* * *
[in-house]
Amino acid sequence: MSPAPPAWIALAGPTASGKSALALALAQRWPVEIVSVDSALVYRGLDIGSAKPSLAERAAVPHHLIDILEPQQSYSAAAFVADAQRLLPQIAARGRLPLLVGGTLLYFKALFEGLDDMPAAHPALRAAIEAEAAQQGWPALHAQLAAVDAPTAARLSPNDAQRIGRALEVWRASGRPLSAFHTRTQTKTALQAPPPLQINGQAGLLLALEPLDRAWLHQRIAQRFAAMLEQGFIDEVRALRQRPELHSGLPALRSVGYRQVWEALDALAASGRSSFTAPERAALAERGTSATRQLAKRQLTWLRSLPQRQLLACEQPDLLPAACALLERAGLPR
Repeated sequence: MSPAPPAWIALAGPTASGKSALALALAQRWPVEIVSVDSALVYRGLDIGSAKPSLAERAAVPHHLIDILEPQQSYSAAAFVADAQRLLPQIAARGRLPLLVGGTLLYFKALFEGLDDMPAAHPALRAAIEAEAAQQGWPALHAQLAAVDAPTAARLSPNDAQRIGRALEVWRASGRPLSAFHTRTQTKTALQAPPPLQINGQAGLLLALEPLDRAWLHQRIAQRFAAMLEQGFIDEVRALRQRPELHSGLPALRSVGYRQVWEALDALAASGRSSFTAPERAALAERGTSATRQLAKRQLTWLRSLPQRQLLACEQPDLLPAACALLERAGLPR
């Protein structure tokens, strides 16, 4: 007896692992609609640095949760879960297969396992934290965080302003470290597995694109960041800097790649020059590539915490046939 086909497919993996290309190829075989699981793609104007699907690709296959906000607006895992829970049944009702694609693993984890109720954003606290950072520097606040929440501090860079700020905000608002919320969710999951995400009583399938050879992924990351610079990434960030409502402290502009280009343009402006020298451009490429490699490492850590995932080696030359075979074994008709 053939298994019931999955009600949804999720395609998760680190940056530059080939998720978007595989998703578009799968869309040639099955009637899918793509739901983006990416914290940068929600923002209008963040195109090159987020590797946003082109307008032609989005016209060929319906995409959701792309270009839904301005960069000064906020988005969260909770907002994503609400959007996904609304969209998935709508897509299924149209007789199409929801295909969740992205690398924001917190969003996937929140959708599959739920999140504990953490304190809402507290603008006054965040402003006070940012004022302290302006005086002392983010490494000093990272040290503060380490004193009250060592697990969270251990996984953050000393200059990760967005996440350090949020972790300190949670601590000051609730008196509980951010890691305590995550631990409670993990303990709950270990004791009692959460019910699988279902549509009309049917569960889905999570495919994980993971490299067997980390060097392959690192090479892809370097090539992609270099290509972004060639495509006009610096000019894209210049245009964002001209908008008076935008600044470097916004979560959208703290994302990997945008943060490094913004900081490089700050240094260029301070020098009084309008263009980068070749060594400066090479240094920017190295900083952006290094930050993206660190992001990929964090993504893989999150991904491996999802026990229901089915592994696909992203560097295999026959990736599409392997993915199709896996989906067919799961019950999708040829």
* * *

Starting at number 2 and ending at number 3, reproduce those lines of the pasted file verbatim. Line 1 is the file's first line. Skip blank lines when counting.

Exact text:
Amino acid sequence: MSPAPPAWIALAGPTASGKSALALALAQRWPVEIVSVDSALVYRGLDIGSAKPSLAERAAVPHHLIDILEPQQSYSAAAFVADAQRLLPQIAARGRLPLLVGGTLLYFKALFEGLDDMPAAHPALRAAIEAEAAQQGWPALHAQLAAVDAPTAARLSPNDAQRIGRALEVWRASGRPLSAFHTRTQTKTALQAPPPLQINGQAGLLLALEPLDRAWLHQRIAQRFAAMLEQGFIDEVRALRQRPELHSGLPALRSVGYRQVWEALDALAASGRSSFTAPERAALAERGTSATRQLAKRQLTWLRSLPQRQLLACEQPDLLPAACALLERAGLPR
Repeated sequence: MSPAPPAWIALAGPTASGKSALALALAQRWPVEIVSVDSALVYRGLDIGSAKPSLAERAAVPHHLIDILEPQQSYSAAAFVADAQRLLPQIAARGRLPLLVGGTLLYFKALFEGLDDMPAAHPALRAAIEAEAAQQGWPALHAQLAAVDAPTAARLSPNDAQRIGRALEVWRASGRPLSAFHTRTQTKTALQAPPPLQINGQAGLLLALEPLDRAWLHQRIAQRFAAMLEQGFIDEVRALRQRPELHSGLPALRSVGYRQVWEALDALAASGRSSFTAPERAALAERGTSATRQLAKRQLTWLRSLPQRQLLACEQPDLLPAACALLERAGLPR